I would not be surprised if that sporadic and unlikely choice moment of improvisation ended up buying Daniel Brühl more time in upcoming Marvel movies as Baron Zemo. If not, at least fans can see the Captain America: Civil War villain, dancing for a full hour on Marvel Entertainment’s official YouTube channel to have their own party in Madripoor whenever they would like.
Back Alleys In A Town Outside Atlanta Doubled As Madripoor
For any fans from the United States who want to have a real party on Marvel’s Island of Madripoor, they will not have to travel too much farther. On the Assembled featurette, The Falcon and the Winter Soldier director Kari Skogland recalls going through months of location scouting before she and production designer Raymond Chan found a series of back alleys right outside of Atlanta, Georgia, which happened to resemble just what they were looking for to construct this lawless society. Of course, they could have gone the easy route by making it the back of a sleeping dragon as the comics would reveal, but nothing would ever come easy when filming this show anyway, especially when it came to location.
Earthquakes Prevented Production In Puerto Rico
The Falcon and the Winter Soldier episode of Assembled also talks about how shooting on location was important to the filmmakers, which became a greater challenge than they had anticipated. For instance, the crew was planning to “widen the scope” of the Atlanta-based series by shooting in Puerto Rico right before a devastating earthquake hit the territory, which did not discourage anyone from trying to move production there a second time. However, a second earthquake right before they were prepared to leave, which led them to settle on shooting in Prague, where they would soon face another devastating challenge.
Covid-19 Hit A Week Into Production In Prague
According to Zoie Nagelhout on Assembled, shooting in Prague only lasted a week before the pandemic “became very real,” forcing The Falcon and the Winter Soldier to shut down production in March 2020. Months later, after convincing the Prague government to allow the American crew back into the country to finish the shoot, production resumed with strict guidelines in place and, as Kari Skogland claims, a new sort of energy and familial dynamic which strengthened the project in many ways.
Germany Had To Be Recreated Digitally For The Truck Fight
Even before earthquakes and viral illness caused issue with location scouting, the challenge of creating an authentic environment within the series was very much alive. Case in point, the exciting action sequence in The Falcon and the Winter Soldier Episode 2 in which Sam, Bucky, John Walker, and Lemar Hoskins fight the Flag Smashers on top of two moving semi trucks. Despite many shots filmed using blue screen, some were achieved practically in Atlanta, but still needed to be digitally removed and replaced with scenery that more accurately reflected the sequence’s German setting.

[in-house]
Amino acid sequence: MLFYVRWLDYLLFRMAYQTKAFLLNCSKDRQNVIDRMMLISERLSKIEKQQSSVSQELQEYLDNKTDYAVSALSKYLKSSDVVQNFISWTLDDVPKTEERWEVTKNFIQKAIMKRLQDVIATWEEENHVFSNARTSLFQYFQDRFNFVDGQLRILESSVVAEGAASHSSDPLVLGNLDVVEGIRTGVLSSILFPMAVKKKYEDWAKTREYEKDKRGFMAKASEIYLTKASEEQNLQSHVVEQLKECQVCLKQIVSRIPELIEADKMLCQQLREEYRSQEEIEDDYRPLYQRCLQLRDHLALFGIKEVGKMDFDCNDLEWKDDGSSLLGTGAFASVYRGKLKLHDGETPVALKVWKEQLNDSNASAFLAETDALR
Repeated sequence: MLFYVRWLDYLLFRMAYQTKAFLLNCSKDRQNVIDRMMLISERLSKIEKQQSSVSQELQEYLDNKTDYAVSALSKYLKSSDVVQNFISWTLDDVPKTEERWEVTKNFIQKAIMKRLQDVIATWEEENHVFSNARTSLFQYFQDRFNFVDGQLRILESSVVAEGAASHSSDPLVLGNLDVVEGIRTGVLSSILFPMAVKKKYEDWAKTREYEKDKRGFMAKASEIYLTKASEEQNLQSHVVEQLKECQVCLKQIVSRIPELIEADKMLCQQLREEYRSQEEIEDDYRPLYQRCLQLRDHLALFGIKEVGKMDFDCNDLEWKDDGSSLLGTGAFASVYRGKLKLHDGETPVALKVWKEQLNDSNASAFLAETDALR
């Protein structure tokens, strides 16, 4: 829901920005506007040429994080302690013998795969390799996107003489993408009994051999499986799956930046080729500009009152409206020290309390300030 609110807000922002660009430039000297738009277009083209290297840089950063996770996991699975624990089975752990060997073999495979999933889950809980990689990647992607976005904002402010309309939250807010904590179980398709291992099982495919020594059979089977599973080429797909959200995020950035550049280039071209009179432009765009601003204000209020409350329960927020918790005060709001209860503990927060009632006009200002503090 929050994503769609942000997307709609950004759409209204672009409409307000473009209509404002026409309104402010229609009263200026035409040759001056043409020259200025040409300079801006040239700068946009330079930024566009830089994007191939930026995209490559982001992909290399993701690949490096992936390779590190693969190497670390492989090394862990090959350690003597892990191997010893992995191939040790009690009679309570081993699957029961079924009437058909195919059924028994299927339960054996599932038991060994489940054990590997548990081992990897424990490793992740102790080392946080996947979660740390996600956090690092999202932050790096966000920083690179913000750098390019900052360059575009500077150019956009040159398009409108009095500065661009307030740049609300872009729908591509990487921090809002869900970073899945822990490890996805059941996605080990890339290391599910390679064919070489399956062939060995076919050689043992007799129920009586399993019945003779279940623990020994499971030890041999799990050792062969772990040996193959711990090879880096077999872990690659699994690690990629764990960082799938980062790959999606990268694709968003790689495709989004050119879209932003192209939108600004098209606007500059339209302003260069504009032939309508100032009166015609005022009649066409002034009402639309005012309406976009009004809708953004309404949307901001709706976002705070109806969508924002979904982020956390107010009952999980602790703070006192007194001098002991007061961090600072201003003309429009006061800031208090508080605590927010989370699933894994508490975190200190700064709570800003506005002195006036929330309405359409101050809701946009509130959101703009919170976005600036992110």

The Falcon And The Winter Soldier Crew Snuck Julia Louis-Dreyfus Onto Set In A Hooded Cloak
If you think making Atlanta look like Germany almost seamlessly is a neat magic trick, how about keeping Julia Louis Dreyfus’ cameo in The Falcon and the Winter Soldier Episode 5 hidden for so long. According to a tweet by the former Seinfeld star, the crew had to sneak her onto set each day wearing a dark hooded cloak to keep her appearance a secret. Of course, what makes that achievement so surprising is that her MCU debut was meant to come much earlier.
Julia Louis-Dreyfus’ Valentina Allegra De Fontaine Debut Was Meant For Black Widow
The mere discovery that Julia Louis-Dreyfus is part of the MCU alone made her Falcon and the Winter Soldier appearance especially shocking, but apparently that reveal was intended for the big screen. If not for Black Widow’s long delayed theatrical release, we would have seen the debut of Valentina Allegra de Fontaine in that Marvel movie first. Well, at least we know that she has a future in the MCU which may include Sam Wilson’s next adventure.
Flaws In Sam Wilson’s Captain America Suit Cowl Had To Be Digitally Removed
Speaking of Sam Wilson, how great did the former Falcon look in his first appearance as Captain America in The Falcon and the Winter Soldier finale episode? Apparently that flawless look required some movie magic, too, particularly around his new suit’s cowl piece. On the Assembled doc, VFX Supervisor Eric Leven recalled how the cowl would flex outward whenever Anthony Mackie he moved his head, which would be hidden with CGI trickery to maintain the suit’s illusion of comic book-accurate perfection.
As much as I respect the choice to honor Sam Wilson’s appearance from the source material, I personally would opt for a few alterations to the costume before Anthony Mackie suits up for Captain America 4 soon. Perhaps, they could experiment with a cowl that does not naturally flex out with small movements or one that surrounds the more vulnerable areas of his head, much like Steve Rogers’ protective helmet did. Just a thought.